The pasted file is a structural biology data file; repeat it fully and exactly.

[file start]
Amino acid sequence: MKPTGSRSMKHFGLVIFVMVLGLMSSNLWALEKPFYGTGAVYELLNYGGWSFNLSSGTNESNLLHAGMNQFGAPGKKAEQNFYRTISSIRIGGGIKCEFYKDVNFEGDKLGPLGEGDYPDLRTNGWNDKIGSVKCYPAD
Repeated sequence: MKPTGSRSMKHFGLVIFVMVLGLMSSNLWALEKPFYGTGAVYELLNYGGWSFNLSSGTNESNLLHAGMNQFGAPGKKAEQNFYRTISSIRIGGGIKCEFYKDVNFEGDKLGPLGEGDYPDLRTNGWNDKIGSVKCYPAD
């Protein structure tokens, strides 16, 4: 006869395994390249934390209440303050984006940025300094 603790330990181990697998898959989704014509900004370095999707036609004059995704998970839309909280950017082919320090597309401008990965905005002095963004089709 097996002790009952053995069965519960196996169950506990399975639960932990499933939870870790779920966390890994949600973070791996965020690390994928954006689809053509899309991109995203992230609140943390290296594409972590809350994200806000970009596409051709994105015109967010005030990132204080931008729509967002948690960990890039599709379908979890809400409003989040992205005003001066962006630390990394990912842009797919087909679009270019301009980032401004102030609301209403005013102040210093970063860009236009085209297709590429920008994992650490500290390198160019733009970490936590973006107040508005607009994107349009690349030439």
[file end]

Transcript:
Amino acid sequence: MKPTGSRSMKHFGLVIFVMVLGLMSSNLWALEKPFYGTGAVYELLNYGGWSFNLSSGTNESNLLHAGMNQFGAPGKKAEQNFYRTISSIRIGGGIKCEFYKDVNFEGDKLGPLGEGDYPDLRTNGWNDKIGSVKCYPAD
Repeated sequence: MKPTGSRSMKHFGLVIFVMVLGLMSSNLWALEKPFYGTGAVYELLNYGGWSFNLSSGTNESNLLHAGMNQFGAPGKKAEQNFYRTISSIRIGGGIKCEFYKDVNFEGDKLGPLGEGDYPDLRTNGWNDKIGSVKCYPAD
């Protein structure tokens, strides 16, 4: 006869395994390249934390209440303050984006940025300094 603790330990181990697998898959989704014509900004370095999707036609004059995704998970839309909280950017082919320090597309401008990965905005002095963004089709 097996002790009952053995069965519960196996169950506990399975639960932990499933939870870790779920966390890994949600973070791996965020690390994928954006689809053509899309991109995203992230609140943390290296594409972590809350994200806000970009596409051709994105015109967010005030990132204080931008729509967002948690960990890039599709379908979890809400409003989040992205005003001066962006630390990394990912842009797919087909679009270019301009980032401004102030609301209403005013102040210093970063860009236009085209297709590429920008994992650490500290390198160019733009970490936590973006107040508005607009994107349009690349030439």